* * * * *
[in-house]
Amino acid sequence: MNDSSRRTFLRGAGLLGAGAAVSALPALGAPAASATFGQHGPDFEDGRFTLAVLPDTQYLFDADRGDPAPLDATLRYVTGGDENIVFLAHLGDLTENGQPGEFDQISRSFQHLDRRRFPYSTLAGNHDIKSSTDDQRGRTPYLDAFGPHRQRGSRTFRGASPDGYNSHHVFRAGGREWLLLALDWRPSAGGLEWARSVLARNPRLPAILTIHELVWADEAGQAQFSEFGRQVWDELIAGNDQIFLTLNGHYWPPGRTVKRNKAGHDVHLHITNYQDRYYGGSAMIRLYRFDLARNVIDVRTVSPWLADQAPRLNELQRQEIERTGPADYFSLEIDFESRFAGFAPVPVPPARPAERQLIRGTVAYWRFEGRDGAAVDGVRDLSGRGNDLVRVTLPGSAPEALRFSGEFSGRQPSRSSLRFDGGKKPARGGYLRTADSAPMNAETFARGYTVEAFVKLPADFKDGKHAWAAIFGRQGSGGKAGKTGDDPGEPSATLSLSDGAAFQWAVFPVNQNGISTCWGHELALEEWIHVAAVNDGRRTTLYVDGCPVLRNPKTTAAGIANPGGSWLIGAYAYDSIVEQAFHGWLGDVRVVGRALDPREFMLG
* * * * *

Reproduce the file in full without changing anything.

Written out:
[in-house]
Amino acid sequence: MNDSSRRTFLRGAGLLGAGAAVSALPALGAPAASATFGQHGPDFEDGRFTLAVLPDTQYLFDADRGDPAPLDATLRYVTGGDENIVFLAHLGDLTENGQPGEFDQISRSFQHLDRRRFPYSTLAGNHDIKSSTDDQRGRTPYLDAFGPHRQRGSRTFRGASPDGYNSHHVFRAGGREWLLLALDWRPSAGGLEWARSVLARNPRLPAILTIHELVWADEAGQAQFSEFGRQVWDELIAGNDQIFLTLNGHYWPPGRTVKRNKAGHDVHLHITNYQDRYYGGSAMIRLYRFDLARNVIDVRTVSPWLADQAPRLNELQRQEIERTGPADYFSLEIDFESRFAGFAPVPVPPARPAERQLIRGTVAYWRFEGRDGAAVDGVRDLSGRGNDLVRVTLPGSAPEALRFSGEFSGRQPSRSSLRFDGGKKPARGGYLRTADSAPMNAETFARGYTVEAFVKLPADFKDGKHAWAAIFGRQGSGGKAGKTGDDPGEPSATLSLSDGAAFQWAVFPVNQNGISTCWGHELALEEWIHVAAVNDGRRTTLYVDGCPVLRNPKTTAAGIANPGGSWLIGAYAYDSIVEQAFHGWLGDVRVVGRALDPREFMLG